You! Menu planning is all about making it easier for you. I'm writing about how I menu plan and grocery shop, but really this is all about you. Take whatever you can use from this and discard the rest. For example, I readily admit that I have never had kids or had to cook for a larger family. The closest I have ever come was making a menu for a dinner party, so there may be considerations when it comes to making food for multiple people day in and day out that I won't even think about. Just like there isn't one set perfect budget for every single person, there isn't one set way to make a menu. Do what works for you and your family.
Here's what you will need to make a menu - 1 pen or pencil and 2 sheets of paper, scrap is fine.
Optionally you may also want a cookbook or two and/or access to a computer. You may also want your coupons and/or store fliers.
One sheet of paper is going to contain your menu. Personally, I really recommend writing your menu down. If you want, do it day by day. My ex and I used to do this. Having your menu by day has some advantages, specifically in that you can see in a glance what the week looks like. You can also stack the menu so that the dishes containing perishable produce are first and the ones using frozen or canned items are last. Our menus would look something like this:
Turkey Kabobs, Oven Fries (Weight Watchers, pg. 85)
l/o kabobs and fries
Out, dinner with friends
Note: thaw chicken for Wednesday!
Ham and Cheese wrap sandwich, apple, yogurt
BBQ Chicken (Grilling C/B, pg. 105)
Grilled onions, corn on the cob, boiled potatoes
...and so on. It works well, especially at pointing out times you need to plan a spare lunch or extra food for company. We also made notes about thawing food and marinating food for the following day. However, menus like this can feel constraining. It comes back to that old inner rebel not wanting to make what is on the sheet. That is why I don't make my menu that way much anymore. Now I tend to make lists of things I can make and then just cook them up whenever I want. In some ways it requires more thought, because I have to plan the night ahead if I need to thaw food out, but it still works better for me. My menu now looks more like:
Shrimp Curry (Penzy's Catalog)
Rice with Onions (Indian pg. 161)
Tuna Salad stuffed tomatoes
Lebanese potato salad (Lebanese, pg 86)
...and so on. This gives me a little more flexibility and I can even swap out things. If I don't want the green beans one night, I can look down the menu and maybe have broccoli instead - that kind of thing. It is up to you what will work best but, however you decide to make your menu, write it down. After all, the best laid plans of mice and men often go awry... especially when they are forgotten.
The other sheet of paper is for your shopping list. Here's what I do - as I jot down a dish to make, I also jot down all the ingredients I need on my shopping list. For me, this is the big advantage to making my menu ahead of time. I can create my shopping list right then, while the recipe book is open. I can also make sure I have whatever I need - a quick look in the kitchen to see if I have enough chickpeas for the hummus recipe, for example. Personally, I like to make my grocery list on the back of an old junk mail envelope. Then I can tuck my coupons inside and I am ready to go. Because I am now on a cash system for groceries, I use the other side of the envelope to add up the price of what is in my cart.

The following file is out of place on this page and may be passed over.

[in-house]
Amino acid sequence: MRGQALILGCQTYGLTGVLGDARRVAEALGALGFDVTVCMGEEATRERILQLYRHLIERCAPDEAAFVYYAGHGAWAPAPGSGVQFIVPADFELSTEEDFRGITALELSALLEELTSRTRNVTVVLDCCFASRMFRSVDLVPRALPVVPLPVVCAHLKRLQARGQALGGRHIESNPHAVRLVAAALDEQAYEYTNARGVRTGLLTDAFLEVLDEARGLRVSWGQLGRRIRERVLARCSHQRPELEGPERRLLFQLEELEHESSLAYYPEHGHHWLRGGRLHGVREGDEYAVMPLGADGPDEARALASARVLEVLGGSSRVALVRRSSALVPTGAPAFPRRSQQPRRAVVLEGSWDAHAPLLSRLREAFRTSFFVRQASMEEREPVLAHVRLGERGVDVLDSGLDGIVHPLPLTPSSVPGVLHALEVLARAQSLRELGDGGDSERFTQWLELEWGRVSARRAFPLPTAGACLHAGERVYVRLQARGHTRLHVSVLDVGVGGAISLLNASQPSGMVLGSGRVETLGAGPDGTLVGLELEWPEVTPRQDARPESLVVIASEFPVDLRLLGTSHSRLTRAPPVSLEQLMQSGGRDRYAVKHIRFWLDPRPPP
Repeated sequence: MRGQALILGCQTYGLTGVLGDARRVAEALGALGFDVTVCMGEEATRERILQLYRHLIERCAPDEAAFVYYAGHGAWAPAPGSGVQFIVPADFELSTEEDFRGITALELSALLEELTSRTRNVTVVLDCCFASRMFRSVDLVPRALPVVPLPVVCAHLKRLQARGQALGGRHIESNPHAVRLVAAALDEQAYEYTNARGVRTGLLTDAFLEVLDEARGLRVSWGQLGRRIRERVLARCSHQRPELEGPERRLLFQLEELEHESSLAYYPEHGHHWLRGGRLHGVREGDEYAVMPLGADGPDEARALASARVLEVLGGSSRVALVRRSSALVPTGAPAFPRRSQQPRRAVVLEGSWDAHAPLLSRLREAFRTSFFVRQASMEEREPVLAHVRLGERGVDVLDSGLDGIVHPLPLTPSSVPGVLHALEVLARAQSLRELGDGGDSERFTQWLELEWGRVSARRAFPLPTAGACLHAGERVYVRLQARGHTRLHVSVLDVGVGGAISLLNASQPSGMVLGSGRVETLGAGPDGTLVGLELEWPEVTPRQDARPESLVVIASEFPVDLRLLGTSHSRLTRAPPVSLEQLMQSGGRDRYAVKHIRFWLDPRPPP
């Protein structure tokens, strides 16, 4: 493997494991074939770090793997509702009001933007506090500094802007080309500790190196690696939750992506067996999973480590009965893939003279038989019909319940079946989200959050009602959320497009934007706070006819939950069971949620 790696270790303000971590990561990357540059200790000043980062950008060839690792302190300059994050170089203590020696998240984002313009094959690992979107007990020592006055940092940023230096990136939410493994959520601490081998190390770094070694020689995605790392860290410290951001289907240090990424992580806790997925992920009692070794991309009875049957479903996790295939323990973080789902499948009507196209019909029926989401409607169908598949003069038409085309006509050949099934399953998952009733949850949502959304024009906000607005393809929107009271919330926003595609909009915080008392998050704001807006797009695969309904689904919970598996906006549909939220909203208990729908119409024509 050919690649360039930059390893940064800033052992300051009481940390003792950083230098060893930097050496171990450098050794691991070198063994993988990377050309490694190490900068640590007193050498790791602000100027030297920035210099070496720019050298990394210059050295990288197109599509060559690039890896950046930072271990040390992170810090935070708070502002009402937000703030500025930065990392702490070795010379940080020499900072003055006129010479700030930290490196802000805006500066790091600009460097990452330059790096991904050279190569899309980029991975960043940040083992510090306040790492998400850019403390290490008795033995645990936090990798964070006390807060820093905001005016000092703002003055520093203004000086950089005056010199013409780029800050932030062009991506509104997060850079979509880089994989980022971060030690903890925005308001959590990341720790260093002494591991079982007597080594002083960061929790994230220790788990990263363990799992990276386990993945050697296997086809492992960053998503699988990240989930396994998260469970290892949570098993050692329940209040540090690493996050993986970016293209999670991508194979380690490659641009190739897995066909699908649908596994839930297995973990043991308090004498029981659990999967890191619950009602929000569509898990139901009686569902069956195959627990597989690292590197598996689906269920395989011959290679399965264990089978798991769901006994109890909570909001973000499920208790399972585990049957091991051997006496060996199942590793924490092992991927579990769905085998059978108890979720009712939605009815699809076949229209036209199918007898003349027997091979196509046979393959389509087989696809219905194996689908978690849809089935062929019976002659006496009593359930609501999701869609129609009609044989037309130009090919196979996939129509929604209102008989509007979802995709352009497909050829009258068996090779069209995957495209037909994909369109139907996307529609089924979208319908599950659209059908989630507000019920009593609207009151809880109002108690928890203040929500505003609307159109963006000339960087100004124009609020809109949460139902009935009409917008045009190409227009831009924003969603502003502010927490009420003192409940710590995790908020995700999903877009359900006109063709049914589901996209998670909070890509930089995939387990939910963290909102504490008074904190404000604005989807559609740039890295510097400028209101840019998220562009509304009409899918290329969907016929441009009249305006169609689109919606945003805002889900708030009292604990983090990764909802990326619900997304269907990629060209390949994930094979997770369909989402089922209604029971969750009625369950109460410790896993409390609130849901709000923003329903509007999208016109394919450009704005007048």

Recipes can come from different sources. You can get them from books, online, in magazines, from friends and family, even make them up on the spot. Let me give you a couple of tips when it comes to using cookbooks...
When you are first starting out, use just one or two cookbooks for your entire menu. When I started making menus, I cooked almost entirely from The 15 Minute Single Gourmet, sadly out of print now, but what I loved about this book was that recipes were 15 minutes from fridge to table. On top of that they were all healthy and designed to make a single serving. Ironically I usually doubled the recipe so I had leftovers for lunch the next day! Now my cookbook of choice is Mark Bittman's The Best Recipes in the World. My theory is that an abundance of choices sometimes makes it impossible to choose. Limit yourself and make it easier by flipping through just one book.
Personally, I enjoy occasionally flipping through my cookbooks over my morning coffee. I mark recipes that look good with little markers I have made by cutting sticky notes into strips. (I also have some reusable Post-It arrows that work well too.) I don't do this often, maybe once a month, if that, but I mark anything that looks good. Then when I make my menus, I can just flick to the page and know there will be something that looks tasty.
When you make your menu is up to you. My ex and I used to do it over Sunday morning breakfast. We'd pack a tote with a few cookbooks and go out to eat. Pouring over cookbooks while eating breakfast, waiters always thought we owned a restaurant! Now I like to make mine Thursday or Friday night so I can make my list to take with me to the Farmer's Market. Kari from How I Became a Fiscal Fussbudget says she makes hers at the store after seeing the manager's special on meat. When you make it is up to you - I like to do it when I can get on the computer afterward and search for coupons, but I see the advantage of waiting until you see the store deals. It is up to you.
I pretty much discussed this in depth yesterday. Why is because it will save you time and energy. The goal of a menu isn't to be a straightjacket - it's to be a map. It is to help you stress less and enjoy your evenings more! I am all about that.
Photo by: Urban Combing
Thursday, August 6, 2009